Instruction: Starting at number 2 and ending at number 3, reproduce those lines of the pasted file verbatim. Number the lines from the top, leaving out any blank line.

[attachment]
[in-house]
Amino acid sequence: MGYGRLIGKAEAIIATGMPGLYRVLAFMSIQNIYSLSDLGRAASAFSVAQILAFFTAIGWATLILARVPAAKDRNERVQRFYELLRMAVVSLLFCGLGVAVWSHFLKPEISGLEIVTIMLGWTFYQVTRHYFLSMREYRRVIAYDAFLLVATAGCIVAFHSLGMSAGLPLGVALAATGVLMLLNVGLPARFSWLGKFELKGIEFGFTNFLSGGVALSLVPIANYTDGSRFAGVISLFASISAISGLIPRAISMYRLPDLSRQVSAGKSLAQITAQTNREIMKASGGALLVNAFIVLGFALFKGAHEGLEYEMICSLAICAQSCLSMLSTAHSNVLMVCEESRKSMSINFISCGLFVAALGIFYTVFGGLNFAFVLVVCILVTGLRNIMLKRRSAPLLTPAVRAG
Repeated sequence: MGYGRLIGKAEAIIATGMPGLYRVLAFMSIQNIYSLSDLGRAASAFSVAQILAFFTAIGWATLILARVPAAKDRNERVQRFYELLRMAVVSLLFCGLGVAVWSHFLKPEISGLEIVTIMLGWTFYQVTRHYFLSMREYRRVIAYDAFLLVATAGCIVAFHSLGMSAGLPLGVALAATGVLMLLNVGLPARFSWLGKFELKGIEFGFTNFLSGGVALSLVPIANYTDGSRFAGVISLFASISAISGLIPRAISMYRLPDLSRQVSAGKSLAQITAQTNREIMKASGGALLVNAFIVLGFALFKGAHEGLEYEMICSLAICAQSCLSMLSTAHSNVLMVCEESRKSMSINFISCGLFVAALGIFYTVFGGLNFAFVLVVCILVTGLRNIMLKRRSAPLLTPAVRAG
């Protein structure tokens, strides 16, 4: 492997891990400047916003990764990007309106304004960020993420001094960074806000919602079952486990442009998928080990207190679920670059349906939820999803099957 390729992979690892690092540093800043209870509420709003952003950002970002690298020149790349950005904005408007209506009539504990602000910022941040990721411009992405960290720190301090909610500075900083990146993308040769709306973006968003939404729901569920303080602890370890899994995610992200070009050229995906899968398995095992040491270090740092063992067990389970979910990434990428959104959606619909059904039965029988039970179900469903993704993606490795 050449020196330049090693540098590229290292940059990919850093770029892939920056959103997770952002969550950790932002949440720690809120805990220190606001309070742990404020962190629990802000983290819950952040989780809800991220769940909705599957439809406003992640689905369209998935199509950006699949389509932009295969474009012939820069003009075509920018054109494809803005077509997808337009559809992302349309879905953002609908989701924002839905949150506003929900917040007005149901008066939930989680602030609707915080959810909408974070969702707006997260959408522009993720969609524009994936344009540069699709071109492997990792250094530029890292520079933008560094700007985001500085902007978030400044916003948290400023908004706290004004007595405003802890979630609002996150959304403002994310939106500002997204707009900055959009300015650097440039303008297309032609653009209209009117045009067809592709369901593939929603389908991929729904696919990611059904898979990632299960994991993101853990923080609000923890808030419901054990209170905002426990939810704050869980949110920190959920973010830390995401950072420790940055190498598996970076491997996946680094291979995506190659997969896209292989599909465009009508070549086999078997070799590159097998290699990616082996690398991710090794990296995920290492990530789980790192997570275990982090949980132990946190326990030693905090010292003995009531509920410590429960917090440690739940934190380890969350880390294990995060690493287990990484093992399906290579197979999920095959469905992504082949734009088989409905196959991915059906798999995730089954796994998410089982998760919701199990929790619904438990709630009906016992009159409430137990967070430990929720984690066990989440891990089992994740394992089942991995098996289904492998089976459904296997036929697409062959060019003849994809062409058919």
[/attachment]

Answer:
Amino acid sequence: MGYGRLIGKAEAIIATGMPGLYRVLAFMSIQNIYSLSDLGRAASAFSVAQILAFFTAIGWATLILARVPAAKDRNERVQRFYELLRMAVVSLLFCGLGVAVWSHFLKPEISGLEIVTIMLGWTFYQVTRHYFLSMREYRRVIAYDAFLLVATAGCIVAFHSLGMSAGLPLGVALAATGVLMLLNVGLPARFSWLGKFELKGIEFGFTNFLSGGVALSLVPIANYTDGSRFAGVISLFASISAISGLIPRAISMYRLPDLSRQVSAGKSLAQITAQTNREIMKASGGALLVNAFIVLGFALFKGAHEGLEYEMICSLAICAQSCLSMLSTAHSNVLMVCEESRKSMSINFISCGLFVAALGIFYTVFGGLNFAFVLVVCILVTGLRNIMLKRRSAPLLTPAVRAG
Repeated sequence: MGYGRLIGKAEAIIATGMPGLYRVLAFMSIQNIYSLSDLGRAASAFSVAQILAFFTAIGWATLILARVPAAKDRNERVQRFYELLRMAVVSLLFCGLGVAVWSHFLKPEISGLEIVTIMLGWTFYQVTRHYFLSMREYRRVIAYDAFLLVATAGCIVAFHSLGMSAGLPLGVALAATGVLMLLNVGLPARFSWLGKFELKGIEFGFTNFLSGGVALSLVPIANYTDGSRFAGVISLFASISAISGLIPRAISMYRLPDLSRQVSAGKSLAQITAQTNREIMKASGGALLVNAFIVLGFALFKGAHEGLEYEMICSLAICAQSCLSMLSTAHSNVLMVCEESRKSMSINFISCGLFVAALGIFYTVFGGLNFAFVLVVCILVTGLRNIMLKRRSAPLLTPAVRAG